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Thursday, August 11, 2011

AE25: Umbrellas

[The Umbrellas by Christo and Jeanne-Claude | image source]

In art and architecture the term "umbrella" makes me think of a couple things: 1-Christo and Jeanne-Claude's installation The Umbrellas in Japan in 1991 (above) and 2-abstractions of the term in building design, such as Eric Owen Moss's piece "The Umbrella" in Culver City, Brooks + Scarpa's Solar Umbrella in Venice, California, and the much-hyped Metropol Parasol in Sevilla, Spain by J. Mayer H. In the first, the installation looks like umbrellas but don't really function as such, since they arbitrarily litter the countryside. In the second, the buildings, or parts thereof, mimic the function of umbrellas without resembling them. Yet a couple recent projects come close to the appearance of Christo and Jeanne-Claude's artscape while functioning as umbrellas (providing shade and shelter).

[HTO Urban Beach, aerial photo by Tom Podolec | image source]

HTO Urban Beach was completed in 2007 to a design by Janet Rosenberg + Associates, Claude Cormier Landscape Architecture + Urban Design, and Hariri Pontarini Architects. The beach and the larger HTO Park are part of an even larger redevelopment of the city's waterfront, of which HTO is an early piece. The yellow umbrellas are found in the sandy area close to the water. From above they look like normal everyday beach umbrellas that people pitch into the sane in beaches from New Jersey to Nice, France, but from below...

[HTO Urban Beach, photo by Neil Fox | image source]

...It's clear that the umbrellas are permanent fixtures, mounted to poles that are anchored to the sand and the adjacent walkways. They stand straight up and look to be at least eight feet high, bold splashes of color that help draw people towards the water from the inland side of the park. I'm guessing that Claude Cormier is responsible for this element in the park/beach, since other projects on his web page utilize umbrellas of other colors. One is the Urban Beach at the Old Port of Montreal (below), currently in development.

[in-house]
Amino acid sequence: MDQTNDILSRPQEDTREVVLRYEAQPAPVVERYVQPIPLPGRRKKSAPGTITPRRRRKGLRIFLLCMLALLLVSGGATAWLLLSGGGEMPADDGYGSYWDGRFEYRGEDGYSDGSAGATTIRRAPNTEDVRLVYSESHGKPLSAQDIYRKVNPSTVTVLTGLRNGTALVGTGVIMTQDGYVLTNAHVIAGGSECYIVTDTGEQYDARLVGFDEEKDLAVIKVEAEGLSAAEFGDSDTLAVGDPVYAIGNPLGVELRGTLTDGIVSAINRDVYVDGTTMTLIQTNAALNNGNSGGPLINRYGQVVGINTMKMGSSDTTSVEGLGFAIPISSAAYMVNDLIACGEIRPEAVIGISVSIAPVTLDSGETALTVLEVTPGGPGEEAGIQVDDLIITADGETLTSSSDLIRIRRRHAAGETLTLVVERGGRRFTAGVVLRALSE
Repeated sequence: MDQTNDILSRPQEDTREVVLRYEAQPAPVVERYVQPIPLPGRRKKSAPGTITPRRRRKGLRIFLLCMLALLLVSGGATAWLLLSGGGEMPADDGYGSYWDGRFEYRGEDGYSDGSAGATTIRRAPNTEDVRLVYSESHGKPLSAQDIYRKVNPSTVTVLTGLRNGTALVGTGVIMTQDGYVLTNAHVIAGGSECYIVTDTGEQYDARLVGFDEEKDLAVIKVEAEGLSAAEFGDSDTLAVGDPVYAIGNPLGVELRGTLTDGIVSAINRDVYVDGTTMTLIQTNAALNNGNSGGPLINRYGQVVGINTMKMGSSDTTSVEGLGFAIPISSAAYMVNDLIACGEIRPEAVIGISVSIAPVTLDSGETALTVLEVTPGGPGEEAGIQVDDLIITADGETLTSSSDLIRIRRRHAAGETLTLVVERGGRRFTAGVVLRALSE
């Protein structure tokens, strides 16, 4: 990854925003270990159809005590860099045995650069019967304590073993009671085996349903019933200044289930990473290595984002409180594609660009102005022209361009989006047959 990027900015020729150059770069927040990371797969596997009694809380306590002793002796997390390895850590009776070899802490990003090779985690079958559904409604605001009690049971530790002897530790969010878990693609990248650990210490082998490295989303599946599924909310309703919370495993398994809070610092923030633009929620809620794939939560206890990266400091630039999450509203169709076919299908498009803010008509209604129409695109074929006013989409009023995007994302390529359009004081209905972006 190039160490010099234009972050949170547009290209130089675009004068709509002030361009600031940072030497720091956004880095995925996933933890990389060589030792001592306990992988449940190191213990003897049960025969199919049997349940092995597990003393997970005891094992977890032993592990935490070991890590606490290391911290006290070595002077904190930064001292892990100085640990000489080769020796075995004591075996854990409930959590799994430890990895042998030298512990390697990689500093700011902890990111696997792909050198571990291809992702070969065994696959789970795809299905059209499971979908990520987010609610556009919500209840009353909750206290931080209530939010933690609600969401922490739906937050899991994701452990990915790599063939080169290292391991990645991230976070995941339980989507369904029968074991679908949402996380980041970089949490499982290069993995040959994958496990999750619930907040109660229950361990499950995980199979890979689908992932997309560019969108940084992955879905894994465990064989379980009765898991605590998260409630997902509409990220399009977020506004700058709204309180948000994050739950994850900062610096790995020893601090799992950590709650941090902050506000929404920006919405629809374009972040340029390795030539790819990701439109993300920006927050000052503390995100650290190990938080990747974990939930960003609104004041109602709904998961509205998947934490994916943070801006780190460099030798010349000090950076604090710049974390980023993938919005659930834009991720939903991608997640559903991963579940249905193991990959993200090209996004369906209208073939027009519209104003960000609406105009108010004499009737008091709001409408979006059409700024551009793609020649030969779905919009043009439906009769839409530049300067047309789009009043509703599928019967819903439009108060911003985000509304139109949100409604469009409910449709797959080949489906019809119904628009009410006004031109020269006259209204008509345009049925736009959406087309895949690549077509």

[Urban Beach at the Old Port of Montreal, rendering | image source]

A rainbow of color is found in the umbrellas that cover the Centro Abierto de Actividades Ciudadanas (CAAC) in Córdoba, Spain by ParedesPino Studio (below). The umbrellas in various colors, sizes, and heights cover an equally colorful grid of paving that is used for recreation and commerce. Shade seems to be the driving consideration, as is the "fifth facade" seen by the surrounding buildings. Interestingly, Claude Cormier admits that the HTO Urban Beach is influenced by Georges Seurat's Un dimanche après-midi à l'Île de la Grande Jatte; from above the CAAC's colorful dots also recall the pointillist masterpiece.

[CAAC, aerial photo | image source]

Yet from below the umbrellas are merely white. Perhaps this is so as not to compete with the quilt-like paving pattern or the people and colorful wares that will find their way into the space between the circles and squares.

[CAAC, photo by Jorge Lopez Conde | image source]


  1. A very nice and interesting study on an element which might never catch anybodies attention. But it is these small, seemingly unimportant elemants, that contribute very strongly to the vast urbanscape!!

  2. Thanks, Studio One. I actually started this post a year ago but didn't get around to it until now. Maybe the heat is making me pine for some shade outdoors!

  3. I totally agree with this post. The umbrellas look great from high in the sky. I feel its a nice touch and it's clear that the umbrellas are permanent fixtures, mounted to poles that are anchored to the sand and the adjacent walkways.

  4. a umbrella machine on:

  5. nice study Great job putting all these together!


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